Northland airborne magnetic and radiometric survey : a geological interpretation

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Stagpoole, V.M.; Edbrooke, S.W.; Christie, A.B.; Davy, B.W.; Caratori Tontini, F.; Soengkono, S.; Cox, S.C.; Isaac, M.J. 2012 Northland airborne magnetic and radiometric survey : a geological interpretation. Lower Hutt, N.Z.: GNS Science. GNS Science report 2011/54 113 p. + CD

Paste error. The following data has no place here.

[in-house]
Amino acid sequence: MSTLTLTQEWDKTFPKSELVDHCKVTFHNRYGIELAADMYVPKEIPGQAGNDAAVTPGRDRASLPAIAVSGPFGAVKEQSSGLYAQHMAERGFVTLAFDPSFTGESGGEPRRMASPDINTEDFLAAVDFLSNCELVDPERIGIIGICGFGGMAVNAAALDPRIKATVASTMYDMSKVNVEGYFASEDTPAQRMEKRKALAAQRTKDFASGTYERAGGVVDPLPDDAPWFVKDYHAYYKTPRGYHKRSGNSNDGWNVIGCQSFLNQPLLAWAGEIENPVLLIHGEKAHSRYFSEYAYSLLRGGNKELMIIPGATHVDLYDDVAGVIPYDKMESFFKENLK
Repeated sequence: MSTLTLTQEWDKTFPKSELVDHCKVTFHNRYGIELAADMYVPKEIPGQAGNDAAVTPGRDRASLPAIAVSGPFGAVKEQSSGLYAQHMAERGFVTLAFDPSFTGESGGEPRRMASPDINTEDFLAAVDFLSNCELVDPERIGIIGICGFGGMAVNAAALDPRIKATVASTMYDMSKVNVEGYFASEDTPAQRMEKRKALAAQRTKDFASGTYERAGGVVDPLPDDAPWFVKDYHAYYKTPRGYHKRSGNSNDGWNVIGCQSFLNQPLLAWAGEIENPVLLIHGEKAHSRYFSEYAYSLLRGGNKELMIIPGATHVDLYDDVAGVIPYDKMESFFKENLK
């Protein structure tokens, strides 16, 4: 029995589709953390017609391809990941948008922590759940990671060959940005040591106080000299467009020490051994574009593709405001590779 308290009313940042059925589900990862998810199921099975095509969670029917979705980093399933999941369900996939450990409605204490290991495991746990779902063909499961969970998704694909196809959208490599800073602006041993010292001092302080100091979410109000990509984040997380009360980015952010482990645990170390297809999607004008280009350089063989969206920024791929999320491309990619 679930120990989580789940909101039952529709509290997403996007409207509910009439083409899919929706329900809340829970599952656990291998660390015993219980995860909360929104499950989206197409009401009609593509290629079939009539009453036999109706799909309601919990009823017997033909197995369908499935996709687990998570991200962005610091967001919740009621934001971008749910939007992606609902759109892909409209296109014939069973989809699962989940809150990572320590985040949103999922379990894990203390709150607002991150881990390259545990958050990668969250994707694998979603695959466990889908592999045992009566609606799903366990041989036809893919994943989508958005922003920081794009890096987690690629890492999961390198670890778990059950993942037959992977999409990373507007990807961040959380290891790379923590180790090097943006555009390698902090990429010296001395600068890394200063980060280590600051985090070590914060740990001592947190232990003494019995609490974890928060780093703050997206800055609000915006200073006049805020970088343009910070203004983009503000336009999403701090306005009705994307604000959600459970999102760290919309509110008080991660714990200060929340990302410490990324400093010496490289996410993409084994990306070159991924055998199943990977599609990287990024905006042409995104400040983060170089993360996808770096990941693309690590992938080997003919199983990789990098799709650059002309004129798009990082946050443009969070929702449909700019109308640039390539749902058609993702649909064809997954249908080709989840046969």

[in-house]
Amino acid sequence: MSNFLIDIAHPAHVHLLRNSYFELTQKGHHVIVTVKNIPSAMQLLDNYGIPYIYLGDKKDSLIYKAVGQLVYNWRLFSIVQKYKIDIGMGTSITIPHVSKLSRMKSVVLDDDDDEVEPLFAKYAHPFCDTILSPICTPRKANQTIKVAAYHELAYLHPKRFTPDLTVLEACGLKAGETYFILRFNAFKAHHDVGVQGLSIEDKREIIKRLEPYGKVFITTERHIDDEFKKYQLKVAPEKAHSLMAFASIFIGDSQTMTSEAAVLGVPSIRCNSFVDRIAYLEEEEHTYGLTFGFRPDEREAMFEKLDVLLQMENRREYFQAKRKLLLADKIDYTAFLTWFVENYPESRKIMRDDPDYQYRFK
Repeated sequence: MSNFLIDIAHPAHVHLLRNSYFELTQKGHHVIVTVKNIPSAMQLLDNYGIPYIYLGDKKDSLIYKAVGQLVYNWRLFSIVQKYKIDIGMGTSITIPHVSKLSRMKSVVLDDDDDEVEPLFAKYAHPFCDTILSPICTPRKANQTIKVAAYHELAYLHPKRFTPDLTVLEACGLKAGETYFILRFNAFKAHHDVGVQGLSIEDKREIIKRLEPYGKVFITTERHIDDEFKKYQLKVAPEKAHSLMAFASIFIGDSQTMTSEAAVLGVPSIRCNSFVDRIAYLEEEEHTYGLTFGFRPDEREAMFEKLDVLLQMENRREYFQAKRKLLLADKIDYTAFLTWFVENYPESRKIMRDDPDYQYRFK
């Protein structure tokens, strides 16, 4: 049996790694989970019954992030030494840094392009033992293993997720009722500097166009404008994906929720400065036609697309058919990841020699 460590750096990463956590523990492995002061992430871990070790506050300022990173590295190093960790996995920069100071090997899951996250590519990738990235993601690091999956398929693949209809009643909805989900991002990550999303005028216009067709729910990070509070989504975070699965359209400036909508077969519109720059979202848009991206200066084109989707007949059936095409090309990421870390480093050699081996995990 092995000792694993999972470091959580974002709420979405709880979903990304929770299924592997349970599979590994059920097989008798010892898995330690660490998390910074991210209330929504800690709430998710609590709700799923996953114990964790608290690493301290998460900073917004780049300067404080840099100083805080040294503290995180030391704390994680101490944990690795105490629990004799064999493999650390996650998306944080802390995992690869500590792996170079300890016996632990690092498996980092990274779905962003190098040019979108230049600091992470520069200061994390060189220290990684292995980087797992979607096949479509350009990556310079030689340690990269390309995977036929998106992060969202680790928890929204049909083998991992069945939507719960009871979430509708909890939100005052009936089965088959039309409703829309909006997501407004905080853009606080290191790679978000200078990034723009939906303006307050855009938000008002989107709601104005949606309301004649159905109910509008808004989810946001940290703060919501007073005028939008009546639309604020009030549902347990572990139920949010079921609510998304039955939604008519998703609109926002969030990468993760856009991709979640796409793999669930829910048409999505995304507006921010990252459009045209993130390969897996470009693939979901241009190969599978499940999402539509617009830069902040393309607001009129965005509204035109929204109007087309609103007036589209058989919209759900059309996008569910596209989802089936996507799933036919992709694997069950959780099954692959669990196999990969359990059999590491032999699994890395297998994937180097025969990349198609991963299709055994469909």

Abstract: A new perspective of the geology of Northland is provided by low-level aeromagnetic and radiometric data, acquired in the region, from February to August 2011. The geophysical data are analysed together with existing ground-based gravity survey data and reviewed against the published geology of the region. Complex processing and modelling of the geophysical data have yielded unprecedented images that are used to aid interpretation, and a selection of individual anomalies are modelled in detail. The new datasets provide a great deal of information that is used to interpret geological structures and boundaries and help interpretation in the third dimension (depth). Many of the geological features described in the review are not on published maps. This report is intended to provide an overview of the data and an interpretation of the regional geology. It is not intended for identification of exploration targets, although the potential for the application of the new data in mineral exploration is described along with some mineral exploration geochemical data. Some key findings include: Structure of the Dun Mountain-Maitai terrane ophiolite can be interpreted from offsets and fine detail observed in the Junction Magnetic Anomaly; The southern boundary of the Mt Camel terrane is interpreted from the magnetic data; The greywacke basement in eastern Northland is generally magnetically quiet and geological structures and boundaries within the greywacke are not clearly imaged; The extent of the Tangihua Complex massifs is clearly imaged and the limited depth extent of the massifs is confirmed from geophysical analysis; Numerous anomalies in the dataset are associated with volcanic domes and lava flows. The Kaikohe-Bay of Islands and Puhipuhi-Whangarei volcanic fields are clearly imaged, as well as dacite domes between Maungaturoto and Mangawhai Heads. Lava flows from Waipoua Volcano are prominent in the magnetic data; Several volcanic features exhibit negative magnetic anomalies suggesting they are reversely magnetized; The northern edge of the predominantly offshore Kaipara Volcano is located beneath North Kaipara Head. Magnetic depth solutions suggest that the bulk of the volcano lies below 700 m depth; Several anomalies that have no surface geological expression are observed in the magnetic data. Geophysical modelling suggest that three circular anomalies (west of Whangaruru Harbour, east of Kaitaia and west of Houhora Heads) may be associated with large intrusions and/or buried volcanoes of intermediate composition (e.g. quartz diorite and andesite respectively) that extend to within a few hundred metres of the ground surface; Contrasting radiometric character in the Caples terrane, Northland Allochthon and Pliocene and Quaternary dune sands may be used to differentiate geological units (auth)